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2016 Latin America and Caribbean (LAC) Year in Review Report is Out!

Lac year review 2016 492x279 17may17 en

Relive all our activities in the LAC region during 2016 by downloading this comprehensive report put together by ICANN's regional team. This resource is available in English [PDF, 2.14 MB], Spanish [PDF, 3.69 MB] and Portuguese [PDF, 3.69 MB].

Here's a preview of what you'll find in the report :

Introduction | Rodrigo de la Parra

What Happened in the Latin American and Caribbean Region in 2016?
IANA Stewardship Transition Concludes
New ICANN CEO: Göran Marby
Relocations of Meetings from Panamá and Puerto Rico Result in the Mitigation Plan
LAC Domain Name System Marketplace Study Published
CEILAC: Our Entrepreneurship Center Is a Reality
Partnerships Thrive
What's Next for 2017?

IANA Stewardship Transition | Rafael Lito Ibarra

"… because it has left me many good things"
Lessons Learned

2016 LAC Strategy Highlights | Rodrigo Saucedo

Latin America and Caribbean DNS Marketplace Study
Latin American DNS Observatory
SusInGI: Sustainability and Inclusion for Internet Governance
2016 LAC Strategy Activities By the Numbers

ICANN Extends Engagement in Brazil in 2016 | Daniel Fink

Expanding Our Outreach
Supporting New gTLDs
Strengthening Partnerships
Spreading the Word Through NextGen

ICANN Expands Engagement in the Caribbean | Albert Daniels

A Sampling of Events
CANTO 32, Haiti, January 2016
Internet Government Workshop, Turks and Caicos, March 2016
Girls in ICT Day, Barbados, April 2016
CaribNOG 11, Jamaica, April 2016
LACNIC 25, Cuba, May 2016
12th Annual Caribbean IGF, Belize, August 2016
Caribbean Working Lunch at ICANN57, India, November 2016

Supporting the DNS Industry in LAC | Daniel Fink

CEILAC: Internet Entrepreneurship Center for the LAC Region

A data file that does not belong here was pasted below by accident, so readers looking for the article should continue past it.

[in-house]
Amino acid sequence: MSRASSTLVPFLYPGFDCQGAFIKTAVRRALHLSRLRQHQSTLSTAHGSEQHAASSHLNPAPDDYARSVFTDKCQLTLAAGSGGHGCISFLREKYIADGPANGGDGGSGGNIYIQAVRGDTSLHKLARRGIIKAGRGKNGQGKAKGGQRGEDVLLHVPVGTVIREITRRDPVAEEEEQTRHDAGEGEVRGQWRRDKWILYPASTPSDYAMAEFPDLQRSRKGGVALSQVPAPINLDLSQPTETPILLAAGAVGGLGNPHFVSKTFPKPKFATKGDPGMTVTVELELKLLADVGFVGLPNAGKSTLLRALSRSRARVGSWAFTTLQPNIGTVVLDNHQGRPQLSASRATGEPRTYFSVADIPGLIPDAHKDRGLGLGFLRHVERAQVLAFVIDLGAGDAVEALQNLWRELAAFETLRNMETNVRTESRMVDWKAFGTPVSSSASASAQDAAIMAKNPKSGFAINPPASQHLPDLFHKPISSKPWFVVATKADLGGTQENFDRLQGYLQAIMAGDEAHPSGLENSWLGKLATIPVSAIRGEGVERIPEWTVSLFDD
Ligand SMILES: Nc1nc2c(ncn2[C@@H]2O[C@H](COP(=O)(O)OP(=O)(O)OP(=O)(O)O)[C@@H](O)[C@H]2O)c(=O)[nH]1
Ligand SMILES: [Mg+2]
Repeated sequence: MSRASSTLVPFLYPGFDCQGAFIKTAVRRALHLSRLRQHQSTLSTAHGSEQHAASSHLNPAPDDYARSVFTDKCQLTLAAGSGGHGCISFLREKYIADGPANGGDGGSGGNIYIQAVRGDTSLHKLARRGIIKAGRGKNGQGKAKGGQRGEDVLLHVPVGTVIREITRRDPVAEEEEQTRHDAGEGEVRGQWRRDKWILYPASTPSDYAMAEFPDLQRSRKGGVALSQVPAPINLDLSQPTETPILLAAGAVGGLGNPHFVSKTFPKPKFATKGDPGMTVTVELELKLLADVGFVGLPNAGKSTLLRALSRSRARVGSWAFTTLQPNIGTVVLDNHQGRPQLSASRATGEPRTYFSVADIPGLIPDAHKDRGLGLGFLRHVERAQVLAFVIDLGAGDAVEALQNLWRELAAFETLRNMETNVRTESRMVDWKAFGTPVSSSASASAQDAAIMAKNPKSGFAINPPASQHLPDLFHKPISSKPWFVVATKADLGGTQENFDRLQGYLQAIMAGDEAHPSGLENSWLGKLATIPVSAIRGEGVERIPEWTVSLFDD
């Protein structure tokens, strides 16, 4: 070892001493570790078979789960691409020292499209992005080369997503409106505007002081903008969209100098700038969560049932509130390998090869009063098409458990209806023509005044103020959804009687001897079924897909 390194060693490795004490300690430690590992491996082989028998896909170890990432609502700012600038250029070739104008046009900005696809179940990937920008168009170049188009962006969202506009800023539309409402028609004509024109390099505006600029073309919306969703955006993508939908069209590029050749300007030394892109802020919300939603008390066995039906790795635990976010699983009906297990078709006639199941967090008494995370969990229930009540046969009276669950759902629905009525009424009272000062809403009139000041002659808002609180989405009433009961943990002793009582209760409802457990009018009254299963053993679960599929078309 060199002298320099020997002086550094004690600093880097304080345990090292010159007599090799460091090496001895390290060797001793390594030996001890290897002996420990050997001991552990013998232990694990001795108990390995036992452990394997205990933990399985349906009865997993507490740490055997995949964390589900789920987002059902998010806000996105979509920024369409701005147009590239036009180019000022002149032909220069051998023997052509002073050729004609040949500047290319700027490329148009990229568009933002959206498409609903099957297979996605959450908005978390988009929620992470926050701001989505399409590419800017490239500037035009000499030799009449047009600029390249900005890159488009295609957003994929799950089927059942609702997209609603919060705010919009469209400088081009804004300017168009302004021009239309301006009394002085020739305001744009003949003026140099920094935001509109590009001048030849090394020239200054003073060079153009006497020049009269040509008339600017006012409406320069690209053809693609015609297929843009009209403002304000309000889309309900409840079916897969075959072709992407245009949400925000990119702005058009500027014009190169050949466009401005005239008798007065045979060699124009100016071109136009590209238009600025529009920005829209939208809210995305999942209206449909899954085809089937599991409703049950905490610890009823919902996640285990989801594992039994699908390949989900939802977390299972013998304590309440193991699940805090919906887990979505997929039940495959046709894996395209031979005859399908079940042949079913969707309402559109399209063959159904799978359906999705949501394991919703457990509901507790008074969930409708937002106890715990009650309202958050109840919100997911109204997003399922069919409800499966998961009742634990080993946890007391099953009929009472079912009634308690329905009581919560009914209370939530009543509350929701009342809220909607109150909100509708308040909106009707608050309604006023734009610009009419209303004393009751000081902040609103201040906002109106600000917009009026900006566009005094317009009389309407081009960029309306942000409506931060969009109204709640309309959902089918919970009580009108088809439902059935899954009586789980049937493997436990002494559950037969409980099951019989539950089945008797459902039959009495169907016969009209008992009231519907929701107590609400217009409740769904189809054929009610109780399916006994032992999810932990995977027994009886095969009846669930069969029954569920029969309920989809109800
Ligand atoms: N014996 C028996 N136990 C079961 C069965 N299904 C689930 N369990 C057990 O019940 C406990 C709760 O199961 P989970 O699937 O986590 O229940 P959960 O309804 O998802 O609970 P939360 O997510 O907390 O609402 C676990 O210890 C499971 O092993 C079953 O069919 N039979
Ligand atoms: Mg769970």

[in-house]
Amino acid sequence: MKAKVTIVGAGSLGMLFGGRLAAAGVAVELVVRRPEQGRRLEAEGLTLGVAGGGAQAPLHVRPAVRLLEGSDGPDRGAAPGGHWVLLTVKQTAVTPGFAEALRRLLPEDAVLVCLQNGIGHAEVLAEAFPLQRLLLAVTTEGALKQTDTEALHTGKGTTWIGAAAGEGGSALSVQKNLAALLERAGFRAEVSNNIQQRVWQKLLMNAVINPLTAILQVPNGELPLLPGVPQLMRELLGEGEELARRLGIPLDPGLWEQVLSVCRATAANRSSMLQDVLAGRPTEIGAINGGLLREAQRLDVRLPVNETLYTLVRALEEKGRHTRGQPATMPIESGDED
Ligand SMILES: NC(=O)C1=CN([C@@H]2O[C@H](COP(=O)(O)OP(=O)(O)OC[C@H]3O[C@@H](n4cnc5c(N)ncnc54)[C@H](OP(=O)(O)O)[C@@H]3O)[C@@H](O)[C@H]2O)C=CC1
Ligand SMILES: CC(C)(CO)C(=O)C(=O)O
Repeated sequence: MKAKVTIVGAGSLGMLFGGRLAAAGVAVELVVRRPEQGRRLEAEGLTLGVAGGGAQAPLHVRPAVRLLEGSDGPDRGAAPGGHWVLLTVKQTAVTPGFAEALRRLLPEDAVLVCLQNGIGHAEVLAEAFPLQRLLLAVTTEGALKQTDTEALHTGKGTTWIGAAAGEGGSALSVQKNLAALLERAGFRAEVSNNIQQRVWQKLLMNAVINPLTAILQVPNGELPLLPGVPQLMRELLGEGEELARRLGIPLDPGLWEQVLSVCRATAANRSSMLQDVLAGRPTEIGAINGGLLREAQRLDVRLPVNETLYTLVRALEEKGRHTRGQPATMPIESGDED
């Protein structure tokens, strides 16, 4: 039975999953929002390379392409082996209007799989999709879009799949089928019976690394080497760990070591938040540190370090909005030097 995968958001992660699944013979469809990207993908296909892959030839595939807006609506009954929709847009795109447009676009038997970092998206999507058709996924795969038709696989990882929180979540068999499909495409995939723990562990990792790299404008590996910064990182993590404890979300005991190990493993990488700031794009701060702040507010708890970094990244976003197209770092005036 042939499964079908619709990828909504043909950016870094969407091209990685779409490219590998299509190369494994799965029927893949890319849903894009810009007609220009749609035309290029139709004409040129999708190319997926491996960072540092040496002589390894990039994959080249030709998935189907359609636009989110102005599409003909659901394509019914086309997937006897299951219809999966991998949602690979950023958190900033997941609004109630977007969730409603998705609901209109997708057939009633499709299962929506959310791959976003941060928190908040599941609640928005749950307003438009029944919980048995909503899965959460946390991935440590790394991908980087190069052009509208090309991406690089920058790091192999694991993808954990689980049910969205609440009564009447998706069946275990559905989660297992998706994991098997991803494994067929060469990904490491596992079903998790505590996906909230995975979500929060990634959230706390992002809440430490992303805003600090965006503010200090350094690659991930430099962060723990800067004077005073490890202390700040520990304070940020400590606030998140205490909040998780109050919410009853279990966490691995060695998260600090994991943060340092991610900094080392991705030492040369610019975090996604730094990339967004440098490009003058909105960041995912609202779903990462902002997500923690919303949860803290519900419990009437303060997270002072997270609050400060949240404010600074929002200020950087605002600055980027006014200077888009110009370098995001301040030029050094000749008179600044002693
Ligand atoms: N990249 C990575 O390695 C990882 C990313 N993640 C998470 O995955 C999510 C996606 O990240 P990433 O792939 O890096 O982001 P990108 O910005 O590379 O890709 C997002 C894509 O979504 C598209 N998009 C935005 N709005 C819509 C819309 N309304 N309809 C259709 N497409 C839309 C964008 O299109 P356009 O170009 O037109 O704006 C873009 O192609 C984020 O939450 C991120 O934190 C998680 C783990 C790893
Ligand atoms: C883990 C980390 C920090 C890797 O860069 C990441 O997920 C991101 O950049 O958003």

LAC DNS Marketplace Study

2016 LAC Communications Highlights | Alex Dans

We Are Very Social!
Explaining Our Mitigation Plan
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    fesfporyi  04:47 UTC on 31 May 2017


Domain Name System
Internationalized Domain Name ,IDN,"IDNs are domain names that include characters used in the local representation of languages that are not written with the twenty-six letters of the basic Latin alphabet ""a-z"". An IDN can contain Latin letters with diacritical marks, as required by many European languages, or may consist of characters from non-Latin scripts such as Arabic or Chinese. Many languages also use other types of digits than the European ""0-9"". The basic Latin alphabet together with the European-Arabic digits are, for the purpose of domain names, termed ""ASCII characters"" (ASCII = American Standard Code for Information Interchange). These are also included in the broader range of ""Unicode characters"" that provides the basis for IDNs. The ""hostname rule"" requires that all domain names of the type under consideration here are stored in the DNS using only the ASCII characters listed above, with the one further addition of the hyphen ""-"". The Unicode form of an IDN therefore requires special encoding before it is entered into the DNS. The following terminology is used when distinguishing between these forms: A domain name consists of a series of ""labels"" (separated by ""dots""). The ASCII form of an IDN label is termed an ""A-label"". All operations defined in the DNS protocol use A-labels exclusively. The Unicode form, which a user expects to be displayed, is termed a ""U-label"". The difference may be illustrated with the Hindi word for ""test"" — परीका — appearing here as a U-label would (in the Devanagari script). A special form of ""ASCII compatible encoding"" (abbreviated ACE) is applied to this to produce the corresponding A-label: xn--11b5bs1di. A domain name that only includes ASCII letters, digits, and hyphens is termed an ""LDH label"". Although the definitions of A-labels and LDH-labels overlap, a name consisting exclusively of LDH labels, such as"""" is not an IDN."